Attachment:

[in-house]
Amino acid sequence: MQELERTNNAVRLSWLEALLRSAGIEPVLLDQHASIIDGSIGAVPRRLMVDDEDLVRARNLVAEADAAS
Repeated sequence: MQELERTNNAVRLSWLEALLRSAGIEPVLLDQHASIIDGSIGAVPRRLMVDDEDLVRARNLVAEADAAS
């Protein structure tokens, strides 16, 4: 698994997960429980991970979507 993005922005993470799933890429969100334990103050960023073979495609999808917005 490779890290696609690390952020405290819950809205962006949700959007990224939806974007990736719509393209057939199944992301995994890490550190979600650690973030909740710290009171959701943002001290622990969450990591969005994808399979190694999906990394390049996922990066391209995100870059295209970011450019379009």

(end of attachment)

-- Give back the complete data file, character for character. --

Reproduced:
[in-house]
Amino acid sequence: MQELERTNNAVRLSWLEALLRSAGIEPVLLDQHASIIDGSIGAVPRRLMVDDEDLVRARNLVAEADAAS
Repeated sequence: MQELERTNNAVRLSWLEALLRSAGIEPVLLDQHASIIDGSIGAVPRRLMVDDEDLVRARNLVAEADAAS
């Protein structure tokens, strides 16, 4: 698994997960429980991970979507 993005922005993470799933890429969100334990103050960023073979495609999808917005 490779890290696609690390952020405290819950809205962006949700959007990224939806974007990736719509393209057939199944992301995994890490550190979600650690973030909740710290009171959701943002001290622990969450990591969005994808399979190694999906990394390049996922990066391209995100870059295209970011450019379009």